What we’re reading 19 February 2010

blogsIn the BMJ editorial office, we often come across interesting articles, blogs, and web pages. We thought we would share these with you. Some are medical, some techie, and some just general.

Annabel Ferriman, news editor, writes:
I have just finished The Comedians http://www.amazon.co.uk/Comedians-Graham-Greene/dp/0099478374/ref=sr_1_1?ie=UTF8&s=books&qid=1266574744&sr=8-1
by Graham Greene, which I read because of its connection with Haiti. It was published in 1966 and was set in the time of the dictator Pap Doc Duvalier, and his henchmen, the Tonton Macoutes. Very depressing. Apparently during Papa Doc’s rule (he was called Papa Doc because he was a doctor and first made his name by caring for the poor), which stretched from 1957 to 1971, the country suffered from a brain drain, from which it has never recovered.  So Haiti’s chaos today can be attributed a little to this dictator.

Trevor Jackson, magazine editor, is meant to be reading (for his book group) Jonathan Kaplan’s award winning account of his life as a war surgeon, The Dressing Station http://www.amazon.co.uk/Dressing-Station-Surgeons-Odyssey/dp/0330480790/ref=sr_1_1?ie=UTF8&s=books&qid=1266578749&sr=8-1
However, as usual, he has been distracted by other things, in particular Glenn Paskin’s wonderful biography of one of the greatest pianists of all time, Vladimir Horowitz http://www.amazon.com/Horowitz-Biography-Vladimir-Glenn-Plaskin/dp/0688026567/ref=sr_1_1?ie=UTF8&s=books&qid=1266578981&sr=1-1

He has also been keeping up with controversy over the Pope’s planned visit to the UK, and is increasingly outraged that British taxpayers might have to fork out an estimated £20 million for his security http://www.secularism.org.uk/government-says-it-will-fund-ele.html, particularly given his recent attacks on the Equality Bill http://www.heraldscotland.com/comment/ian-bell/let-s-see-the-pope-s-agenda-for-what-is-it-interference-1.1003346 How many doctors or nurses would £20m pay for? Trevor has signed the Make the Pope Pay petition http://petitions.number10.gov.uk/ProtestthePope/

On a related note, he has also been irritated by Mrs Blair’s introduction of “Cheria Law” – where the former prime minister’s wife spared an offender from jail on the grounds that he was “a religious person” http://richarddawkins.net/articles/5070 While I generally think prison is a waste of taxpayers’ money, the idea that there should be one law for the religious and one law for rest of us is abhorrent. As A C Grayling says, Mrs Blair has clearly shown herself to be unfit for the bench.

On the London Review of Books blog, emeritus profess or bacteriology Hugh Pennington retaliates against the “conspiracy theorists” who claim that swine flu was hyped http://www.lrb.co.uk/blog/2010/01/28/hugh-pennington/enter-the-conspiracy-theorists/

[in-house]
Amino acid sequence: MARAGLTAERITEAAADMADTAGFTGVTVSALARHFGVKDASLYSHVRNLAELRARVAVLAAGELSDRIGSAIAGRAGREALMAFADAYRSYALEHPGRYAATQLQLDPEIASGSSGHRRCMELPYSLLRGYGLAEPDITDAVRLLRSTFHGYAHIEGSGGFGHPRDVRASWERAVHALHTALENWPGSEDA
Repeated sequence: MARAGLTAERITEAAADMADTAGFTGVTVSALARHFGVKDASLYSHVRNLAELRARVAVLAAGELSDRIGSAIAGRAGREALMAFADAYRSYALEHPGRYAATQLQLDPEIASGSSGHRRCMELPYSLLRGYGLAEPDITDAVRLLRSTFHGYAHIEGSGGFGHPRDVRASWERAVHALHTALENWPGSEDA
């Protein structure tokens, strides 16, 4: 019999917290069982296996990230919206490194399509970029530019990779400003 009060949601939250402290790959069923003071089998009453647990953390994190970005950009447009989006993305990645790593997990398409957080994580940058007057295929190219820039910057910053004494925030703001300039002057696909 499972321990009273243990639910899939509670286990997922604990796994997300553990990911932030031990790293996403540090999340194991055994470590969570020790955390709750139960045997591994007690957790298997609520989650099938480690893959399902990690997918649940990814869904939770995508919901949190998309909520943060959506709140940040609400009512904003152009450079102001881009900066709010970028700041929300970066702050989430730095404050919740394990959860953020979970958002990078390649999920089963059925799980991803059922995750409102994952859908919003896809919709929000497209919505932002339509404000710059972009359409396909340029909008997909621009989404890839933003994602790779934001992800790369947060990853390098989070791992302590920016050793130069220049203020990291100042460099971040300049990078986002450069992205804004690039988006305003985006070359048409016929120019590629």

In a piece that begins by citing a recent BMJ Editor’s choice, he says, “The pandemic is not a ‘fake’ . . .  And whether pandemic or seasonal, influenza is never ‘run-of-the-mill.’ More than a third of the 388 killed by H1N1 in the UK since last May had no significant risk factors.” Post mortems of the swine flu pandemic seem likely to run and run – until the next global health alert.

Helen Jaques, technical editor, writes:
Does Barbie’s new geeky look fit with reality?
Barbie, the toy doll, has been assigned a new career as computer engineer thanks to an online survey by makers Mattel. But how does tech support Barbie – with her wedge shoes, spangled leggings and pink laptop – compare with real women in IT?

How to Do the Ultimate Aging Study
Aging, as this article in Wired points out, isn’t just chronological: some people are spry well into their pensionable years whereas others are afflicted by the diseases of aging, such as stroke, by middle age. This article outlines the possibility of a common underlying cause that kicks off the aging process and discusses how to study it.

Juliet Walker, assistant web editor, writes:
An interesting article about the world of publishing, albeit women’s magazines rather than scholarly publishing. This looks at the huge success enjoyed by the women’s weekly magazine, Grazia, which sells more copies per week than its monthly counterparts sell in a month.

David Isaacson, doc2doc community manager, writes:
I usually keep my eye on social media news, being a community manager it makes sense to keep up with the online world. This week an article on the BBC about geotagging updates on Twitter and how they might be used against you (to rob your house) not only intrigued me but shocked to me as to how much information people are willing to share online.

David Payne, editor bmj.com, writes:
The most outrageous examples of health insurers denying coverage

Sabreena Malik, doc2doc clinical editor, writes:
Reading Dr Saqib Noor’s blogs from Haiti this week has made me both cry and smile.